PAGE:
In the piezoelectric elements 3-A and 3-B, the directions of polarization are reversed in a pair of piezoelectric elements using the central axes of the elements as boundary lines 3-A-a and 3-B-a. One pair of piezoelectric elements 3-A (to be referred to as A-phase piezoelectric elements hereinafter) are arranged so that portions thereof having the same directions of polarization oppose each other to sandwich the electrode plate 2-A therebetween, as shown in FIG. 3. Similarly, the other pair of piezoelectric elements 3-B (to be referred to as B-phase piezoelectric elements hereinafter) are arranged so that portions thereof having the same directions of polarization oppose each other to sandwich the electrode plate 2-B therebetween, as shown in FIG. 3. The pairs of A-and B-phase piezoelectric elements are arranged to be positionally shifted from each other through 90, and to sandwich the electrode plate 2-G therebetween, as shown in FIG. 3. The four piezoelectric elements and the electrode plates, which are arranged as described above, are inserted between the vibration applying member 1 and the pressing member 4, and are fastened and fixed there between by the bolt 5 (see, e.g., FIG. 1).

When AC voltages VA and VB shown in FIG. 4 are respectively applied to the electrode plates 2-A and 2-B of the vibrating member V with the above-mentioned arrangement, a travelling vibration in a bending mode as an oscillating vibration is generated in the vibrating member, as shown in FIG. 5, by vibrations generated by the A-and B-phase piezoelectric elements. In particular, when the frequencies of the AC voltages shown in FIG. 4 are set to coincide with the resonance frequency of the vibration mode shown in FIG. 5, the vibration of the vibrating member is maximized, and the rotational speed of the rotor 7 is also maximized.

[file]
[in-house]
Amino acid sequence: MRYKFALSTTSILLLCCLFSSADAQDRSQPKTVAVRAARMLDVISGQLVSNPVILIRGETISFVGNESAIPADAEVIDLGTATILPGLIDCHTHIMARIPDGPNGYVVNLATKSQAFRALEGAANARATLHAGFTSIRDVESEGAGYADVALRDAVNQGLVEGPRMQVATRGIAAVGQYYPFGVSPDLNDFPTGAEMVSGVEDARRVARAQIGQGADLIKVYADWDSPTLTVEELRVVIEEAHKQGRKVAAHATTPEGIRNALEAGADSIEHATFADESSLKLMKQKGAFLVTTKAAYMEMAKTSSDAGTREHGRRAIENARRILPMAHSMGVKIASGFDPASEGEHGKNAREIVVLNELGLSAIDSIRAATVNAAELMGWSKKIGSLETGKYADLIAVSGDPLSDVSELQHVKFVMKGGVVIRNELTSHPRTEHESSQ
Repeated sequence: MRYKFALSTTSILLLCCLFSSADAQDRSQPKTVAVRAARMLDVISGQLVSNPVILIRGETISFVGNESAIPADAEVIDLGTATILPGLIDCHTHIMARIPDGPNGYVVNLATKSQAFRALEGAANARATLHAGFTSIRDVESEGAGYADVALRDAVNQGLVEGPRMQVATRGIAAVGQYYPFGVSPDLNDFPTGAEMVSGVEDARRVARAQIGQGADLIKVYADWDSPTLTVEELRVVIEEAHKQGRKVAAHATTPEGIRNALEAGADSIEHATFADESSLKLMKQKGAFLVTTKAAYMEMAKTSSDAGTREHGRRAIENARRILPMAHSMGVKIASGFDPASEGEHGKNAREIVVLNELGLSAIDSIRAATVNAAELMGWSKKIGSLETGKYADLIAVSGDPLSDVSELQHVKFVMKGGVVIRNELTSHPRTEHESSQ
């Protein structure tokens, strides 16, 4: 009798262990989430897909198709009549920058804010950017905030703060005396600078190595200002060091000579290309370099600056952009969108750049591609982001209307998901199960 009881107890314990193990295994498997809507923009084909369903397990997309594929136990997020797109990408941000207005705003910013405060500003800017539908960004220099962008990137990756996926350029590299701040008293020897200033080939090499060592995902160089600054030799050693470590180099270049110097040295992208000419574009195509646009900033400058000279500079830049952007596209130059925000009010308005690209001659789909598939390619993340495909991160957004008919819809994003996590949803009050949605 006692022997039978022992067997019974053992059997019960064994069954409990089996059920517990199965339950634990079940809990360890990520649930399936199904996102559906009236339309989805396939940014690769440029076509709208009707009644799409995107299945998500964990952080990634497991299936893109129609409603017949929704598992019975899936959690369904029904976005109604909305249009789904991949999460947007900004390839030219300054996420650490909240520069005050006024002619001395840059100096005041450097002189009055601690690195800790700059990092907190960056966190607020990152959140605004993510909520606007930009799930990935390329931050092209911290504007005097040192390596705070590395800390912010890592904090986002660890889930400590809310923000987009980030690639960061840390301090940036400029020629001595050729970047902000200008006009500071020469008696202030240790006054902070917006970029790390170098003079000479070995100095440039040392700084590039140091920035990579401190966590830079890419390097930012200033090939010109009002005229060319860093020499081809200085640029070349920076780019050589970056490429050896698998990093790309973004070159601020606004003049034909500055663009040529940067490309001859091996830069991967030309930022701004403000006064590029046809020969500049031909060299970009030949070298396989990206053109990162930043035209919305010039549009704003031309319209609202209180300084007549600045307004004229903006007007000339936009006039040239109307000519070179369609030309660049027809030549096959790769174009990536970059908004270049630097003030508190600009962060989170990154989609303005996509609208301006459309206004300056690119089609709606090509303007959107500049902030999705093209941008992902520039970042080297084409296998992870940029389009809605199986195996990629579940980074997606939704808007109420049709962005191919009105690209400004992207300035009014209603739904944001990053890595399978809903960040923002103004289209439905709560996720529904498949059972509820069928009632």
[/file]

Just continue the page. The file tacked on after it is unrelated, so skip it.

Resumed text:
Referring back to FIG. 2, the vibrating member V constituted by the vibration applying member 1, the electrode plates 2, the piezoelectric elements 3, the pressing member 4, and the bolt 5 is adhered and fixed to a fixing member 10 at an anti-rotation portion 5-b of bolt 5. Therefore, the bolt 5 and the fixing member 10 support the vibrating member.

A resin spring case 6 is integrally adhered to the rotor 7.

The rotor 7 is axially supported by a shaft portion 5-c of bolt 5 at a portion 6-a of the spring case 6. The portion 6-a of the spring case 6 has an annular shape, as shown in FIG. 2, and can be freely inclined from the shaft portion 5-c of the bolt 5 to have the portion 6-a act as a fulcrum.

An output gear 8 is axially supported by a shaft portion 5-d of bolt 5 via a bearing 9.

A compression spring 11 is located at a position shown in FIG. 2 between the output gear 8 and the spring case 6, and presses the rotor 7 against the vibration applying member 1. The output gear 8 and the rotor 7 form anti-rotation engaging portions at a portion A, and the rotational force of the rotor 7 is transmitted to the output gear via the engaging portions of the portion A.

Note that the engaging portions of the portion A are formed so that the rotor 7 and the gear 8 are movable with cluttering in the radial and thrust directions.

In the conventional ultrasonic wave driven motor described above, in order to obtain a stable, high output, the rotor 7 must be uniformly pressed against the vibrating member with a predetermined pressure. More specifically, for example, the ultrasonic wave driven motor preferably has a structure in which the following conditions do not influence the pressure force of the rotor, and the rotor is uniformly pressed at a predetermined pressure to follow the vibrating member in any event:

(1) the output gear 8 in FIG. 2 receives a force (side pressure) in the radial direction generated when the output gear 8 transmits an output to a transmission gear (not shown) for driving, e.g., a lens;

(2) a portion for axially supporting the rotor 7 is inclined;

(3) the contact surface between the rotor and the vibration member is not truly perpendicular to the thrust direction;

(4) torque counterforces of a plurality of anti-rotation engaging portions (portion A) for transmitting the rotational force of the rotor are not uniform, and as a result, a force (side pressure) in the radial direction acts on the rotor in a plane including the portion A and perpendicular to the thrust direction; and

(5) the compression spring has poor precision, and its pressure force is not uniform in the circumferential direction.